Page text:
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SB-333 Trusts: modification or termination.(2017-2018)

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Date Published: 07/11/2017 04:00 AM
SB333:v96#DOCUMENT

Senate Bill No. 333
CHAPTER 61

An act to amend Sections 15403 and 15404 of the Probate Code, relating to trusts.

[ Approved by Governor  July 10, 2017. Filed with Secretary of State  July 10, 2017. ]

LEGISLATIVE COUNSEL'S DIGEST


SB 333, Anderson. Trusts: modification or termination.
Existing law authorizes the beneficiaries of an irrevocable trust, upon the consent of all beneficiaries, to compel the modification or termination of the trust upon petition to the court. Existing law prohibits the modification or termination of an irrevocable trust if the continuance of the trust is necessary to carry out a material purpose of the trust, unless the court determines that modification or termination under the circumstances outweighs the interest in accomplishing a material purpose of the trust. Notwithstanding that provision, existing law prohibits the court from terminating a trust that is subject to a valid restraint on the transfer of a beneficiary’s interest.
This bill would revise and recast these provisions to delete the provision prohibiting a court from terminating an irrevocable trust that is subject to a valid restraint on the transfer of a beneficiary’s interest and instead authorize the court to terminate a trust with this restraint if the court finds good cause to do so. The bill would specify that a court is authorized to limit the class of beneficiaries whose consent is necessary to modify or terminate a trust when the class is described as “heirs” or “next of kin.” The bill would also make clarifying changes.
Existing law authorizes the settlor and the beneficiaries of a trust, upon the consent of the settlor and all beneficiaries, to compel the modification or termination of the trust.
This bill would revise and recast those provisions and instead authorize the trust to be modified or terminated by the written consent of the settlor and all beneficiaries without court approval of the modification or termination. The bill would also make clarifying changes.
Vote: MAJORITY   Appropriation: NO   Fiscal Committee: NO   Local Program: NO  

The people of the State of California do enact as follows:


SECTION 1.

 Section 15403 of the Probate Code is amended to read:

15403.
 (a) Except as provided in subdivision (b), if all beneficiaries of an irrevocable trust consent, they may petition the court for modification or termination of the trust.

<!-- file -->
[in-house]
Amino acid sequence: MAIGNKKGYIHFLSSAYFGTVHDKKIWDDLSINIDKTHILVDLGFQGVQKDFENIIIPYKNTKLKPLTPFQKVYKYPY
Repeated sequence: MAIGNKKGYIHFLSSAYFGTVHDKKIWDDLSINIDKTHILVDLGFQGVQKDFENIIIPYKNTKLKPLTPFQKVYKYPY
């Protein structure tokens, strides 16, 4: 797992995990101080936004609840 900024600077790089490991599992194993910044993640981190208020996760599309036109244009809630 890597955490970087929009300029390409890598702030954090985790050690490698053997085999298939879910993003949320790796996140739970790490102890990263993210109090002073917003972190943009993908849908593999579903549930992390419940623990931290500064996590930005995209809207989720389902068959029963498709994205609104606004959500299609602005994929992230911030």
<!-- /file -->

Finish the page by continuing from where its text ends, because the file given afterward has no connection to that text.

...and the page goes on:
(b) If the continuance of the trust is necessary to carry out a material purpose of the trust, the trust cannot be modified or terminated unless the court, in its discretion, determines that the reason for doing so under the circumstances outweighs the interest in accomplishing a material purpose of the trust. If the trust is subject to a valid restraint on the transfer of a beneficiary’s interest as provided in Chapter 2 (commencing with Section 15300), the trust may not be terminated unless the court determines there is good cause to do so.
(c) If the trust provides for the disposition of principal to a class of persons described only as “heirs” or “next of kin” of the settlor, or using other words that describe the class of all persons who would take under the rules of intestacy, the court may limit the class of beneficiaries whose consent is necessary to modify or terminate a trust to the beneficiaries who are reasonably likely to take under the circumstances.

SEC. 2.

 Section 15404 of the Probate Code is amended to read:

15404.
 (a) A trust may be modified or terminated by the written consent of the settlor and all beneficiaries without court approval of the modification or termination.
(b) If any beneficiary does not consent to the modification or termination of the trust, the court may modify or partially terminate the trust upon petition to the court by the other beneficiaries, with the consent of the settlor, if the interests of the beneficiaries who do not consent are not substantially impaired.
(c) If the trust provides for the disposition of principal to a class of persons described only as “heirs” or “next of kin” of the settlor, or using other words that describe the class of all persons who would take under the rules of intestacy, the court may limit the class of beneficiaries whose consent is necessary to modify or terminate a trust to the beneficiaries who are reasonably likely to take under the circumstances.